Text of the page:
Imagining a World Without Rotten Tomatoes

What would happen if Rotten Tomatoes and other review aggregators just went away, as some Hollywood suits have suggested? We play out the thought experiment.
By  · Published on June 20th, 2017

What would happen if Rotten Tomatoes and other review aggregators just went away, as some Hollywood suits have suggested? We play out the thought experiment.

Welcome to 2017, the year that Rotten Tomatoes took over the conversation of film criticism. In the past few weeks, we’ve seen a waterfall of articles and interviews about how Rotten Tomatoes is the scourge of the film industry. And with a string of blockbuster summer movies failing to live up to projections — and a few fan favorite underperforming with critics as well — the desire in some corners of Hollywood to do away with film criticism altogether has risen to a dull roar. Nevermind the fact that executives and critics dislike Rotten Tomatoes for the same reasons: they oversimplify nuanced reviews, narrow conversation to a single number, and discourage people from reading individual reviews with film criticism in mind. No, Rotten Tomatoes is hurting the bottom line, and as a result, the underlying functions enabling Rotten Tomatoes gotta go.

So let’s perform a bit of wish fulfillment: let’s do away with Rotten Tomatoes, Metacritic, and their ilk altogether. From here on out, all aggregate review sites are immediately banned the moment they come into existence. How would this affect the film industry as a whole?

It’s an interesting thought. On the one hand, Hollywood might indeed be subject to a short-term lift. A recent internal study by Paramount Pictures — as referenced in this broader Hollywood Reporter article about the box office failure of Baywatch — found that younger audiences pay close attention to the Rotten Tomatoes scores of big releases, so studios are (naturally) beginning to whisper about the possibility of cutting critics out of the loop altogether. In theory, audiences would then be forced to judge the appeal of a movie based entirely on the marketing material prepared by the studio, cutting out the potentially harmful middle-man and forcing audiences to gamble on a film without external factors getting in the way. Granted, this would be a death knell for smaller films that rely on critical buzz to generate interest, but since those films don’t cost studios hundreds of millions of dollars to make and market, it’s a tradeoff I’m sure plenty of executives would be willing to make.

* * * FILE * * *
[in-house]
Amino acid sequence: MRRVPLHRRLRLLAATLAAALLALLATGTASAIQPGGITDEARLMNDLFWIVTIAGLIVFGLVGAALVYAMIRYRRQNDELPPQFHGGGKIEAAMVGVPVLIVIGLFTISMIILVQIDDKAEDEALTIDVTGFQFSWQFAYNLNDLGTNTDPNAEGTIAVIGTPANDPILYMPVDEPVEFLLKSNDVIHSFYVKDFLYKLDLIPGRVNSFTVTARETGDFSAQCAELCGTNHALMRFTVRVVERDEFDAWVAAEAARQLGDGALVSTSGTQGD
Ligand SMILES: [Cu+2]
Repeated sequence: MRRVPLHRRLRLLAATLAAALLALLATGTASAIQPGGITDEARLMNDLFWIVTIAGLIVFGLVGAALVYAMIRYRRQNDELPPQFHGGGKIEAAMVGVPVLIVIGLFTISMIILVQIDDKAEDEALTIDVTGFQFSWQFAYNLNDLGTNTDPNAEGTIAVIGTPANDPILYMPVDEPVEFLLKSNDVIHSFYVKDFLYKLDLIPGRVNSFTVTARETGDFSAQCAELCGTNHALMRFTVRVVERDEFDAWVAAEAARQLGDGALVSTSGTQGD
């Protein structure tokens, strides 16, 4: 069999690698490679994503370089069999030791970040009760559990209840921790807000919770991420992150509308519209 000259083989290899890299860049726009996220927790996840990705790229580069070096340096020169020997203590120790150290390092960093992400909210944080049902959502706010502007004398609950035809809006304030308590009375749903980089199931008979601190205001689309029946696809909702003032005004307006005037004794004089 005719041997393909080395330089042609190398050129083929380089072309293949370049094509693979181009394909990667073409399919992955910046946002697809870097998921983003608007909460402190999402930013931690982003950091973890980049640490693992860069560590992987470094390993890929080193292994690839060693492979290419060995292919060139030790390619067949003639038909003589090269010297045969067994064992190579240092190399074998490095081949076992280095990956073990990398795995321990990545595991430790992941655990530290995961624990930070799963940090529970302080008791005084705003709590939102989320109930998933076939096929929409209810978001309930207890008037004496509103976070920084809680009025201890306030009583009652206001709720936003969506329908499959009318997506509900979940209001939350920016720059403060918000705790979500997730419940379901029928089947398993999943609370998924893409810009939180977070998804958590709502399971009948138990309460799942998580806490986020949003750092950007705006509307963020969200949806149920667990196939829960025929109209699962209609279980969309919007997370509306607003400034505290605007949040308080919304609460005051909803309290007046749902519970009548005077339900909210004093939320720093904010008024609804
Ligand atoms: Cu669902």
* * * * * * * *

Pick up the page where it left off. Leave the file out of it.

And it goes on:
And that might indeed work… for a while. If we assume that Hollywood wouldn’t put any of its money or efforts into making their blockbusters any more original or interesting, then films like Baywatch would undoubtedly draw the attention of Dwayne Johnson fans and people interested in the promise of a raunchy summer comedy. Who cares if a movie is objectively good as long as it is objectively popular, right? And that would probably last about as long as the fifth or sixth bad movie that audiences see before people decide to swear off the movie theater altogether. Scott Mendelson of Forbes wrote about this best yesterday when he discussed the perfect storm of Rotten Tomatoes, blockbusters, and Netflix that has brought us to this point. If anything, Rotten Tomatoes scores and box office show that the default position for moviegoers now is to stay home. It’s not that negative reviews are discouraging people from attending the movie theater; it’s that negative reviews are providing confirmation for their preferred course of action.